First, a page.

This story from Daniela Vereau, Disaster Case Manager for Bladen, Brunswick, & Pender Counties illustrates the importance of caring, one small family at a time: “One of my families in Pender County lost their home to the storm. Shortly after they also lost a member of the family, Mommy. Daddy and his little girl moved in with grandpa and grandma while they built a new house and decided this was as good a time as any to get the two year old her first big-girl bed. Not only were we able to help with a brand new mattress, we sent her home with a set of sheets and a gorgeous hand-made quilt in yellows and pinks because mommy loved pink and she loves “yewwow”.”
This lovely queen size quilt was made by Christine Brant and quilted by Becky Harbour.
At the beginning of September, this is what we had delivered in Wilmington, and it was a good thing we did. These quilts were ready when the area was hit yet again. I asked Jo-El about damage from Dorian, and she wrote “It wasn’t too much of a heartache for us, the Outer Banks are very devastated though. We were able to move a good bit of quilts last week, with Dorian moving into the area. Some clients we haven’t been able to make contact with in months came in, as well as new Florence clients.” I cannot imagine being devastated by Florence, try to come back when housing is still not available and then do it all over again with Dorian!! But they all got a quilt to help them through this awful time, thanks to your help.
Jo-El sent this message to everyone who had any part in the Carolina Hurricane Quilt Project – “The quilts that have been made, that we’ve been privileged to give to survivors, mean more than people think. They’re a sense of safety, their brightness inspires hope, and they give comfort. In a situation where so many are still fighting to rebuild, a quilt gives them a reminder to keep going. We thank you for all you’ve done for our survivors, and all the warmth your quilts will continue to provide them on their road to recovery. In the days before Dorian was scheduled to impact our coastline, we were able to serve roughly 200 families in two days, many of who were going to be seeking Emergency Shelter at our local schools. Some of our Florence survivors came back to us, who we hadn’t seen in months and we received updates on their situations and cases. Those returning survivors were also the ones most likely to be seeking shelter and those shelters require you bring your own bedding, hygiene items, and pillows. We were able to let them leave with a quilt to take to the shelter, so that while the night was long and full of tornado sirens, they had something to wrap up with and remind them to keep hoping. That quilt reminded them that someone was there for them, be it Catholic Charities, Endeavors Disaster Case Management, NC Emergency Management, the United Way, or even you (meaning all of you readers!) – the quilter who loved enough to give their time and energy to give someone else comfort. This project was and continues to be amazing. You’ve touched over 500 lives (we received over 500 quilts), and those lives are forever changed because of the kindness of a stranger. Thank you all for loving our survivors.”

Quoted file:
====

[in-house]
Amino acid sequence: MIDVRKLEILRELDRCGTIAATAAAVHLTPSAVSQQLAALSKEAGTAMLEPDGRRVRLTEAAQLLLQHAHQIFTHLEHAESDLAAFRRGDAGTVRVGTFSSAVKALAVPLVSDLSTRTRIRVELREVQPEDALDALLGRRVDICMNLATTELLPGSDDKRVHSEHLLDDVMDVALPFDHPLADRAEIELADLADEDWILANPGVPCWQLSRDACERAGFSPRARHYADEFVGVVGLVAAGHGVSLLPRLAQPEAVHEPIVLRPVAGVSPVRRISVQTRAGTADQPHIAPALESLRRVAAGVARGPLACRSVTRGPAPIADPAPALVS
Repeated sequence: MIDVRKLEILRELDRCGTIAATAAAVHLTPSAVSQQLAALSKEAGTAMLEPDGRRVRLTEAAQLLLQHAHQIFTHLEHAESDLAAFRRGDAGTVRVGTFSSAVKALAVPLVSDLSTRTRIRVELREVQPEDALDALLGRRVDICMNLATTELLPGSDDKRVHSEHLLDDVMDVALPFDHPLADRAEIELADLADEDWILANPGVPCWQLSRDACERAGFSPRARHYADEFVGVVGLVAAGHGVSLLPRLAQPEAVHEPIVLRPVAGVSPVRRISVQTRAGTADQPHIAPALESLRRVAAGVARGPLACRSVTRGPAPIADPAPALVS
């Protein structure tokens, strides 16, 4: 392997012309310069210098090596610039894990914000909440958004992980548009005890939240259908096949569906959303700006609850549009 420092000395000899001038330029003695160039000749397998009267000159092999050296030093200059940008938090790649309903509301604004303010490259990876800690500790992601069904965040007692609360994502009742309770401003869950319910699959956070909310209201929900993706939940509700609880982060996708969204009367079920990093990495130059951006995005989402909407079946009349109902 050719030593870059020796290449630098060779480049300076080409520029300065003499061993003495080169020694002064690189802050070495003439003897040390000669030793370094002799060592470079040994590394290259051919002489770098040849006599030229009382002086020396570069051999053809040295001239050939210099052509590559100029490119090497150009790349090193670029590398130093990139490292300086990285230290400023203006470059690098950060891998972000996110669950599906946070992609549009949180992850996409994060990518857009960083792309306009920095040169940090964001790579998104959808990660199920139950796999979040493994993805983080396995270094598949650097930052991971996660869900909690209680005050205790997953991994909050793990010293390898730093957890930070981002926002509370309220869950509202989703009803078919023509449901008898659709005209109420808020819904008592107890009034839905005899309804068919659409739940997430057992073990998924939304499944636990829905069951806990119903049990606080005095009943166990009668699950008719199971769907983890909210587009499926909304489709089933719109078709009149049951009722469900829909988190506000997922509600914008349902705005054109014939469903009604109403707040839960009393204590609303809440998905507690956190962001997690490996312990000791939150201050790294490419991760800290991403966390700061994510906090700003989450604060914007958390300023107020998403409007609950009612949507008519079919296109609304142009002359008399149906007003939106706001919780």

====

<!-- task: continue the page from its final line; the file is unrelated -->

The charity will take quilts all the way through 2020, so yes, you can still ship quilts if you like. The runner program has ended. Bookmark this page so you can find the address if you need it in 2020. Ship to the address below –
Carolina Hurricane Project
c/o Catholic Charities
20 N. 4th Street, Suite 300
Wilmington, NC 28401
At this point my involvement with the project is done. Thank you to everyone that was a part of this year-long effort to help the victims of disaster in my home state.